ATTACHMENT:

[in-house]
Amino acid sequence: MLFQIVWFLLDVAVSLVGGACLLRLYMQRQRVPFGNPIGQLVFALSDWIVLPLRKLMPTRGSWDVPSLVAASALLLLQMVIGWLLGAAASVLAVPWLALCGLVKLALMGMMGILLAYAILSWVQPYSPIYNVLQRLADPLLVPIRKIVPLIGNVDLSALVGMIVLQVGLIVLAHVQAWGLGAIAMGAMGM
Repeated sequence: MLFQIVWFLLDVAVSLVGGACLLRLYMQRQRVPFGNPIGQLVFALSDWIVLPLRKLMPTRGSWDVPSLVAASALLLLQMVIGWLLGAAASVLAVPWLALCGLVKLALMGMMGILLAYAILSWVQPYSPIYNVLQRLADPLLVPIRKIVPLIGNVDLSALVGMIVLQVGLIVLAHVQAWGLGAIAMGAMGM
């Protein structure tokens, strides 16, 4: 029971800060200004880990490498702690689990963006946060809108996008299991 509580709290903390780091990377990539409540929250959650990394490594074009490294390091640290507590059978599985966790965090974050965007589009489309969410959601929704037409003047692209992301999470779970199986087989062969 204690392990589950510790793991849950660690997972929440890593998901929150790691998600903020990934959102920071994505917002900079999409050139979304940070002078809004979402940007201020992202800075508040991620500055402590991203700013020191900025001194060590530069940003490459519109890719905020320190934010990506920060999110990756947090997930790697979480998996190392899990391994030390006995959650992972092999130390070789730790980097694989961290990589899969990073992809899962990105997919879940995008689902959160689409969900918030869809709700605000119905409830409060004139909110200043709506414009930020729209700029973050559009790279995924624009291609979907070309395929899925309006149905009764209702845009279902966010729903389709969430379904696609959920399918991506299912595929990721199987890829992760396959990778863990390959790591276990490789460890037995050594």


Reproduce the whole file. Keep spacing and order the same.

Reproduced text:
[in-house]
Amino acid sequence: MLFQIVWFLLDVAVSLVGGACLLRLYMQRQRVPFGNPIGQLVFALSDWIVLPLRKLMPTRGSWDVPSLVAASALLLLQMVIGWLLGAAASVLAVPWLALCGLVKLALMGMMGILLAYAILSWVQPYSPIYNVLQRLADPLLVPIRKIVPLIGNVDLSALVGMIVLQVGLIVLAHVQAWGLGAIAMGAMGM
Repeated sequence: MLFQIVWFLLDVAVSLVGGACLLRLYMQRQRVPFGNPIGQLVFALSDWIVLPLRKLMPTRGSWDVPSLVAASALLLLQMVIGWLLGAAASVLAVPWLALCGLVKLALMGMMGILLAYAILSWVQPYSPIYNVLQRLADPLLVPIRKIVPLIGNVDLSALVGMIVLQVGLIVLAHVQAWGLGAIAMGAMGM
């Protein structure tokens, strides 16, 4: 029971800060200004880990490498702690689990963006946060809108996008299991 509580709290903390780091990377990539409540929250959650990394490594074009490294390091640290507590059978599985966790965090974050965007589009489309969410959601929704037409003047692209992301999470779970199986087989062969 204690392990589950510790793991849950660690997972929440890593998901929150790691998600903020990934959102920071994505917002900079999409050139979304940070002078809004979402940007201020992202800075508040991620500055402590991203700013020191900025001194060590530069940003490459519109890719905020320190934010990506920060999110990756947090997930790697979480998996190392899990391994030390006995959650992972092999130390070789730790980097694989961290990589899969990073992809899962990105997919879940995008689902959160689409969900918030869809709700605000119905409830409060004139909110200043709506414009930020729209700029973050559009790279995924624009291609979907070309395929899925309006149905009764209702845009279902966010729903389709969430379904696609959920399918991506299912595929990721199987890829992760396959990778863990390959790591276990490789460890037995050594």